Re: Information Presentation Question

Subject: Re: Information Presentation Question
From: Randy Grandle <Randy -dot- Grandle -at- CORP -dot- SUN -dot- COM>
Date: Thu, 30 May 1996 12:40:08 -0700

David Dubin wrote:

>My fellow writers,
>Here is a question that I hope will interest you, spur some debate and will
>lead to either dissonance or concurrence. If you had to pick the top two (2)
>methods of presenting a block of information quickly and completely, what would
>they be and why? The information to be presented is informational, not
>procedural, and it may be lineal or linked via topics. I do not want to provide
>examples, as they may influence your decisions. I am working on standardization
>(again) and the topic of information presentation was open. TIA for all your
>eventual comments, suggestions, and time.

David asks us what our "top two (2) methods of presenting a block of
information quickly and completely" are. As noted by previous responders,
David's query is quite vague and general.

For example, David tells us nothing about the audience for the information.
Nor does David tell us anything about the media or distribution methods
currently available to reach the audience.

If the target audience all have email, can reasonably be expected to read
their email, and if the information is not too long, I might send the block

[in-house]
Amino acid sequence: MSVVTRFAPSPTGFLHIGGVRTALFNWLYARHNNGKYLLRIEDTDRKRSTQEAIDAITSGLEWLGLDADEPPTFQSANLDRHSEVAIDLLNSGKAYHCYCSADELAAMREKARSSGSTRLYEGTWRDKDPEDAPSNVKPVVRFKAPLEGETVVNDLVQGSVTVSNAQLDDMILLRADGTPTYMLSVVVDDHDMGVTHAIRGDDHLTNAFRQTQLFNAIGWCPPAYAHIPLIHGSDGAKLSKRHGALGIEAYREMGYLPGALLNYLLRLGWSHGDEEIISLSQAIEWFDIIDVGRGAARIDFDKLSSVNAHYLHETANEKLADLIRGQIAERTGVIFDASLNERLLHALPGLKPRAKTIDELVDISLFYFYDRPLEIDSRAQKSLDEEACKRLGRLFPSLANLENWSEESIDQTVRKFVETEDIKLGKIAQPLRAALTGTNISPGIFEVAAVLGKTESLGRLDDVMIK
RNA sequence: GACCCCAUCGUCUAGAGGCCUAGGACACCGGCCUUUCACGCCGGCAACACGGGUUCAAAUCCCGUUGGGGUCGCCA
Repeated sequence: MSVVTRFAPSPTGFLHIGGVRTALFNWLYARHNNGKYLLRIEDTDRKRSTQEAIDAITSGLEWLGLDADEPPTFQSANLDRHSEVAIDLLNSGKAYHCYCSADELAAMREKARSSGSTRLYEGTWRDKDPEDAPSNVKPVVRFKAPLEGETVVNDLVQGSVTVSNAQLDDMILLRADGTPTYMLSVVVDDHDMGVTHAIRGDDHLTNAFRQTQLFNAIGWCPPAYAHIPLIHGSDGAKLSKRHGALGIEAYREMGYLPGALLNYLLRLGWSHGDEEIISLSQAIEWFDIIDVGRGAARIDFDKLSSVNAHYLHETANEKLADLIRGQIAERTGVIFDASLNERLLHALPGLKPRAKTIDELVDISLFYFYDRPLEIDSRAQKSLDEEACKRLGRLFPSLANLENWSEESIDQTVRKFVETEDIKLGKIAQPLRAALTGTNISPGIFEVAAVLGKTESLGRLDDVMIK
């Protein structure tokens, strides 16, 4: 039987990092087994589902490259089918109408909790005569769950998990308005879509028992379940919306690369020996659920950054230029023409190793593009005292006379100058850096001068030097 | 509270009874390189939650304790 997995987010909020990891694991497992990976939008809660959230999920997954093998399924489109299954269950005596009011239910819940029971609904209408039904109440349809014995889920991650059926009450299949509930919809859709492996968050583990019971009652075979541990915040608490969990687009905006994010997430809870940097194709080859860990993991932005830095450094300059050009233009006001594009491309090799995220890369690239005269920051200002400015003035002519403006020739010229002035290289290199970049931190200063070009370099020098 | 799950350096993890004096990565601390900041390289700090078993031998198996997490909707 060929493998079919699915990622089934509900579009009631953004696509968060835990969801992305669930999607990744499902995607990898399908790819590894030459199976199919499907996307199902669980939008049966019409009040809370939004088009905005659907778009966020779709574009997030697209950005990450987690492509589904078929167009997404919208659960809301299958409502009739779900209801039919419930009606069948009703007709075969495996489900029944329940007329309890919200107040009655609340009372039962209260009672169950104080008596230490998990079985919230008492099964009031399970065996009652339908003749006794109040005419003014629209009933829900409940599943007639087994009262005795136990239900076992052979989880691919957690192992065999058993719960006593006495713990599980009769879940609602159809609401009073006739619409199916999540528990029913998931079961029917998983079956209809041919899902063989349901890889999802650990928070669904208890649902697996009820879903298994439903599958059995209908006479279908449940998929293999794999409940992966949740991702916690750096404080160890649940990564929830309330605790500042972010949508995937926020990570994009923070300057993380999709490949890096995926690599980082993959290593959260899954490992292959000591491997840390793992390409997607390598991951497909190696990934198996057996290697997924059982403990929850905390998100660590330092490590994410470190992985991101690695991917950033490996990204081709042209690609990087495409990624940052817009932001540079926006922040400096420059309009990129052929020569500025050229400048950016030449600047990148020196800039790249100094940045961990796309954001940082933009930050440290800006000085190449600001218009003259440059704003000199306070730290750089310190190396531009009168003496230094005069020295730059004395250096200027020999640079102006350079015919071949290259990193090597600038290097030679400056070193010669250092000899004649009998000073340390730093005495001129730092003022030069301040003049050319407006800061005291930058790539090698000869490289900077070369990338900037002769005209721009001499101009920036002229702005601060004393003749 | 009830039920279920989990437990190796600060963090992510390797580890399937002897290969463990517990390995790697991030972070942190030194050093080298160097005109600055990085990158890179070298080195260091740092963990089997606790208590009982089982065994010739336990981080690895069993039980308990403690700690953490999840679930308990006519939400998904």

of information as an email message. Email may very well be my choice for
a "quick and complete solution."

I often send email to communicate appropriate types of information. However,
as we all know, email has serious limitations for presenting information.
The available formatting options are quite limited and, typically, only
relatively short messages are appropriate for email.

If the audience is my project team, I might present the block of information
"quickly and completely" by showing an overhead transparency at a project
status meeting. Again, this medium and method is only appropriate for
certain audiences and for certain types of information.

I might even post some information on the Intranet or on the Internet.
This raises even more questions about what the information is needed for
and how the audience can best access and use the information.

Sometimes, I just present the information "the old fashioned way" by
preparing a hard copy memo and sending it to the appropriate people.

Each medium and distribution method for presenting (communicating)
information may be appropriate for certain information and for certain
audiences. Moreover, each medium and distribution method has unique
considerations and typically raise many other issues, such as
development time, resources required, cost, and so on.

I am wary of attempts to provide boilerplate solutions (standardization)
for how to present information. Yes, boilerplate and templates can
help us "quickly and completely" present some information. For example,
I can present tables of data in a consistent, standard format. If this
effectively communicates the information, fine. If not, maybe a
graphic illustration will work better. Often, since some learn best
with tables and others learn best with graphics, presenting technical
data in both a table and a graphic illustration is the best solution.

Generally, the method that I chose to present information depends on
many factors, including the type of information and the target audience.

Provide me with more specifics and I can tell you what my top two
methods would be.

Randy Grandle

Project Lead Writer
Sun IT Operations Services

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